18 January 2016
by Greg Earl

Andrew Robb says Blackmores Bega venture is a role model for Australia


Barry Irvin, left, Li Na, Andrew Robb, and Christina Holgate at the Blackmores/Bega infant formula product launch.

Trade minister Andrew Robb has hailed the partnership between Blackmores and Bega Cheese to produce infant formula as the new role model for Australian companies looking for pathways into Asian business after the resources boom.

He said the joint venture was being closely watched in corporate Australia for lessons on downstream processing of agriculture products, high-end manufacturing and new supply chains into regional business, particularly to China.

The new infant nutrition products were launched into pharmacies across the country on Saturday, much earlier than originally planned when the partnership was announced in October amid the rapid rise in the Blackmores share price due to Chinese demand for its health supplement products.

Bega chairman Barry Irvin said the delivery of the product to customers less than four months after the announcement had been an "astounding performance" for a new food product, given the infrastructure, complex supply chains and quality controls needed.

He said this sort of manufacturing was usually scheduled about a year in advance to ensure consistent raw material supply, but the two companies had recognised the huge demand for quality infant formula and had pushed thier respective teams to launch the three products now in the market.

Chinese tennis star Li Na – Blackmores global brand ambassador – launched the infant formula at a function at Blackmores in northern Sydney on Saturday and joked that she didn't think the Blackmores factory looked big enough to satisfy demand for products such as infant formula in China.

SUPPLYING AUSTRALIAN FAMILIES
But Blackmores and Bega have committed to supplying 80 per cent of initial output to Australia to avoid supply disruption to Australian families from growing export demand for Australian baby formula. They will be channelling the remainder to established retailers in Asia including a new relationship with Alibaba Group's Tmall Global.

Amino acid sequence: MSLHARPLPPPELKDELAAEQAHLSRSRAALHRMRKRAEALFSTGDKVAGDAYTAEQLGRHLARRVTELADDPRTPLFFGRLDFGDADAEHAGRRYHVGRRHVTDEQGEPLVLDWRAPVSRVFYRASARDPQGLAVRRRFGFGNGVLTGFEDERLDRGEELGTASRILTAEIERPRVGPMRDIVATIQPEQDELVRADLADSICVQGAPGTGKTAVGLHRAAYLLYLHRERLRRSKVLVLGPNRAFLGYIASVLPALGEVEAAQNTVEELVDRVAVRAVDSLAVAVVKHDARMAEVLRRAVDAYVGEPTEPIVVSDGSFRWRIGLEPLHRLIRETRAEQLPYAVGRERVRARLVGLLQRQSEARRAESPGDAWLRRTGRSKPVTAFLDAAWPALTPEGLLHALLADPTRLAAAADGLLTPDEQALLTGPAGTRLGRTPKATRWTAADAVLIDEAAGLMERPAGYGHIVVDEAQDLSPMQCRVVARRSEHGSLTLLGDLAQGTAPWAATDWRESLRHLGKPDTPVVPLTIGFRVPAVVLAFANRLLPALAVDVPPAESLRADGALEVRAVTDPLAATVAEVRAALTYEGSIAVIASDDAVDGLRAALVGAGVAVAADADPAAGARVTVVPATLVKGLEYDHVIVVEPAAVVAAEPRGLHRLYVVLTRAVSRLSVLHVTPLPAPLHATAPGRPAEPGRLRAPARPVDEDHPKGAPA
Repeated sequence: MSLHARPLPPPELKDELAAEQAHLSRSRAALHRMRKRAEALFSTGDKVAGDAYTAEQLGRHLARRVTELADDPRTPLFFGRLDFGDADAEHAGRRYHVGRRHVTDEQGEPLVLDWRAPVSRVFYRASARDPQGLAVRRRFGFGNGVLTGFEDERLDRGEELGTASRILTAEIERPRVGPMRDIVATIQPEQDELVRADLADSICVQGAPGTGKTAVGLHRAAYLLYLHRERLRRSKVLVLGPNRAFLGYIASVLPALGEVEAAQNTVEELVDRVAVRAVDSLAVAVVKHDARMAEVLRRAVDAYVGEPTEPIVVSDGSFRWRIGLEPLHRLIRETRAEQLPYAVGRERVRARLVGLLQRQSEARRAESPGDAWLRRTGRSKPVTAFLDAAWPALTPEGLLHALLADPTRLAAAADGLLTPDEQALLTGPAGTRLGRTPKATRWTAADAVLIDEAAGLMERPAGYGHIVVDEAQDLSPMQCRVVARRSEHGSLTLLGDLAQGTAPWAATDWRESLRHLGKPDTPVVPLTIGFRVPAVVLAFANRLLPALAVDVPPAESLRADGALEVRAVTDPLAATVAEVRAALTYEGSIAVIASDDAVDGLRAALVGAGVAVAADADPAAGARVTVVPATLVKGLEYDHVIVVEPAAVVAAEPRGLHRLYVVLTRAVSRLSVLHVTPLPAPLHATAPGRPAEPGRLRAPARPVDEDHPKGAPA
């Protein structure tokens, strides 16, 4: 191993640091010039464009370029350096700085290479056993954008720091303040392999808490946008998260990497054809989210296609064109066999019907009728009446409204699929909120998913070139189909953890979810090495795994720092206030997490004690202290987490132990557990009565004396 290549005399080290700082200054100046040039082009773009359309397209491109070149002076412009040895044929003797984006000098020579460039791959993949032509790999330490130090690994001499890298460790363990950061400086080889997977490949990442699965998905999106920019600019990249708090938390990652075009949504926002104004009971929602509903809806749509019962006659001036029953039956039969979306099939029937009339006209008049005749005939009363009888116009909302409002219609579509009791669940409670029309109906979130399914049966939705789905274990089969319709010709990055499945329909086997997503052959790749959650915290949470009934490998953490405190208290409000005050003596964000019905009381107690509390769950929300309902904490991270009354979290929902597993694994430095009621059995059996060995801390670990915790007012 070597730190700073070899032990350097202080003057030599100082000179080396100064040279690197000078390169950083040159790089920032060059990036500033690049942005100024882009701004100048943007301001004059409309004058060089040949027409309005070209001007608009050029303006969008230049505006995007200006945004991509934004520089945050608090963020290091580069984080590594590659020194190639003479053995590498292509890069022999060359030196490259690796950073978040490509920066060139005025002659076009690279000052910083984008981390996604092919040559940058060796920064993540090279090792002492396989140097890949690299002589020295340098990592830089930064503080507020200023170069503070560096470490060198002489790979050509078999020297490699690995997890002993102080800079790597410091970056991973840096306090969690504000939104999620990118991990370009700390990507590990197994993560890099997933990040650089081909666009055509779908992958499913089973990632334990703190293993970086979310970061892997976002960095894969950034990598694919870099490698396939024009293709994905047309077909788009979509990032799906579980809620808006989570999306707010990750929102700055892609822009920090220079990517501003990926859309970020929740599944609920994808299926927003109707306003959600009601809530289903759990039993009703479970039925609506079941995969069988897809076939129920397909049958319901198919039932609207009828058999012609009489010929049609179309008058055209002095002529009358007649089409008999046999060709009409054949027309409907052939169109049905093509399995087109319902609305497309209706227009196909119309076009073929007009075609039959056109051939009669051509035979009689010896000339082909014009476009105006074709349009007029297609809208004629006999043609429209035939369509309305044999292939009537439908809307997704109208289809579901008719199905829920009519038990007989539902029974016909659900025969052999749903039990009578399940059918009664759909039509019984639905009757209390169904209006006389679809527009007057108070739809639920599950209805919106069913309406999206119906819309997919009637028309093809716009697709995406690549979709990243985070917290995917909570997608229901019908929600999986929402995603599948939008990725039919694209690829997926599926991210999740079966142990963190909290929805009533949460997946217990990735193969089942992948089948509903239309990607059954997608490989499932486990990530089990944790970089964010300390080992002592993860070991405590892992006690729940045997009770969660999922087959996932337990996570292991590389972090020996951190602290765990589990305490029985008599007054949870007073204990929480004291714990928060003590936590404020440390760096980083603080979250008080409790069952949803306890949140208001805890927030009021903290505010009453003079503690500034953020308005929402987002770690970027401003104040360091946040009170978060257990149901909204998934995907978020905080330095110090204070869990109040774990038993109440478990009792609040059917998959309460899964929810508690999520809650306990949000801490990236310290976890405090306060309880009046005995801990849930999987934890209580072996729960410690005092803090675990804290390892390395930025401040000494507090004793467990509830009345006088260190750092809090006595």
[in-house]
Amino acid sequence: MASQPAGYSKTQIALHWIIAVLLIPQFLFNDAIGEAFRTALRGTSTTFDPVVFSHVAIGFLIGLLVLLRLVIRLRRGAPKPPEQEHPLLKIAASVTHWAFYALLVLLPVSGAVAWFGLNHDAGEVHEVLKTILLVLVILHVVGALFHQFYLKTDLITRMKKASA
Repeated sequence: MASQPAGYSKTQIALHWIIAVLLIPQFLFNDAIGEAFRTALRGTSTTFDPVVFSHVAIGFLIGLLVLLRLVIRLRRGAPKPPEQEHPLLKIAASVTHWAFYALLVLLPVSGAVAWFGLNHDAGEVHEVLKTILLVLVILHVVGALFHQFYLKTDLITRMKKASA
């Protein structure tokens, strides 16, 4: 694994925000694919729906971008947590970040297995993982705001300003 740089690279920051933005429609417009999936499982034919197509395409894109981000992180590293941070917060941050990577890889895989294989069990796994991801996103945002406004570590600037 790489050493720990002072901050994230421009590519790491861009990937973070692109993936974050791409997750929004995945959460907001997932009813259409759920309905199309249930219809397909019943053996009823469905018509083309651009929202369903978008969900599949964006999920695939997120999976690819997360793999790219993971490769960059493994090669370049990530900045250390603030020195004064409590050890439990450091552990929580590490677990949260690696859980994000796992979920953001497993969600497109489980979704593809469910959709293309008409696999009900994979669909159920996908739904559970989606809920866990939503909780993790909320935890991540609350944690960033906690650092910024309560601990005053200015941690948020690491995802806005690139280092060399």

Blackmores chief executive Christine Holgate said interest from retailers had encouraged the two companies to escalate their planned production schedule and they were confident they would be able to maintain a consistent supply. But they were planning to manufacture about five times more than initially expected when the partnership was established last year.

She said the pooling of the two companies' historic expertise from milk supply to retail distribution meant they were better equipped to ensure a consistent supply chain in Australia and the region than any competitors. "We can really say we manage from the cow to the baby," she said.

Bega is responsible for manufacturing the infant formula, which Mr Irvin said would be the first step towards jointly making other milk-based nutritional products for older consumers. He said it was too early to say whether other manufacturing arrangements would be used, including Blackmores' facilities.

Mr Robb, who attended the launch, said the infant formula was a good example of how Australia could still compete in higher end manufacturing especially in the agriculture products sector where R&D was important. Exports of the infant formula will benefit from the abolition of the 15 per cent tariff on such products under Australia's new bilateral trade agreement with China.

"Blackmores and Bega have enjoyed success in Asia separately; together they will do even better," he said. "The success of these two companies is going to impact across the business sector in Australia."